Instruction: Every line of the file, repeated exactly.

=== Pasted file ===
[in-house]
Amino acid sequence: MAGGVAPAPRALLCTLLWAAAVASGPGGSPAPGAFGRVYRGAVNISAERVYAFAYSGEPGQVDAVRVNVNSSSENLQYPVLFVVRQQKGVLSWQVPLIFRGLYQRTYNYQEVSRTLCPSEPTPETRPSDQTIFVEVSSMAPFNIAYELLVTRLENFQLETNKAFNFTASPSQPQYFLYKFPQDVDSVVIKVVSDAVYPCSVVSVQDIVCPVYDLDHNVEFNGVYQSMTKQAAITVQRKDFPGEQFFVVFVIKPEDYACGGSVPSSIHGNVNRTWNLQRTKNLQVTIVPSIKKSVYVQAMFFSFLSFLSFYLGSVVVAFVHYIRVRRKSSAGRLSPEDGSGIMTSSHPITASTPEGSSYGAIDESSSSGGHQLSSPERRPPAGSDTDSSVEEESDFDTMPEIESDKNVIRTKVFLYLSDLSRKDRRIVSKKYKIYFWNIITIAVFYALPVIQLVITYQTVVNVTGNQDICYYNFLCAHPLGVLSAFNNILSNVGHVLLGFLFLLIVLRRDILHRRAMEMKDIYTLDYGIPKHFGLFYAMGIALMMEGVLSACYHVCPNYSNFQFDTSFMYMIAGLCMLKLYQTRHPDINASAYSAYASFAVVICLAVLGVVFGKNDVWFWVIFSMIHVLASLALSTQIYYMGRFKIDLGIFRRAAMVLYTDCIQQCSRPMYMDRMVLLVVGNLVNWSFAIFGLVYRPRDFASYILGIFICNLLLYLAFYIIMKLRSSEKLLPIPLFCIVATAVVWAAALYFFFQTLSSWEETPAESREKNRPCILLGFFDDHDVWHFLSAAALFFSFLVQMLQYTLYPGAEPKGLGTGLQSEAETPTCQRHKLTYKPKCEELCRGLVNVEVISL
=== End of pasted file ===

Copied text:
[in-house]
Amino acid sequence: MAGGVAPAPRALLCTLLWAAAVASGPGGSPAPGAFGRVYRGAVNISAERVYAFAYSGEPGQVDAVRVNVNSSSENLQYPVLFVVRQQKGVLSWQVPLIFRGLYQRTYNYQEVSRTLCPSEPTPETRPSDQTIFVEVSSMAPFNIAYELLVTRLENFQLETNKAFNFTASPSQPQYFLYKFPQDVDSVVIKVVSDAVYPCSVVSVQDIVCPVYDLDHNVEFNGVYQSMTKQAAITVQRKDFPGEQFFVVFVIKPEDYACGGSVPSSIHGNVNRTWNLQRTKNLQVTIVPSIKKSVYVQAMFFSFLSFLSFYLGSVVVAFVHYIRVRRKSSAGRLSPEDGSGIMTSSHPITASTPEGSSYGAIDESSSSGGHQLSSPERRPPAGSDTDSSVEEESDFDTMPEIESDKNVIRTKVFLYLSDLSRKDRRIVSKKYKIYFWNIITIAVFYALPVIQLVITYQTVVNVTGNQDICYYNFLCAHPLGVLSAFNNILSNVGHVLLGFLFLLIVLRRDILHRRAMEMKDIYTLDYGIPKHFGLFYAMGIALMMEGVLSACYHVCPNYSNFQFDTSFMYMIAGLCMLKLYQTRHPDINASAYSAYASFAVVICLAVLGVVFGKNDVWFWVIFSMIHVLASLALSTQIYYMGRFKIDLGIFRRAAMVLYTDCIQQCSRPMYMDRMVLLVVGNLVNWSFAIFGLVYRPRDFASYILGIFICNLLLYLAFYIIMKLRSSEKLLPIPLFCIVATAVVWAAALYFFFQTLSSWEETPAESREKNRPCILLGFFDDHDVWHFLSAAALFFSFLVQMLQYTLYPGAEPKGLGTGLQSEAETPTCQRHKLTYKPKCEELCRGLVNVEVISL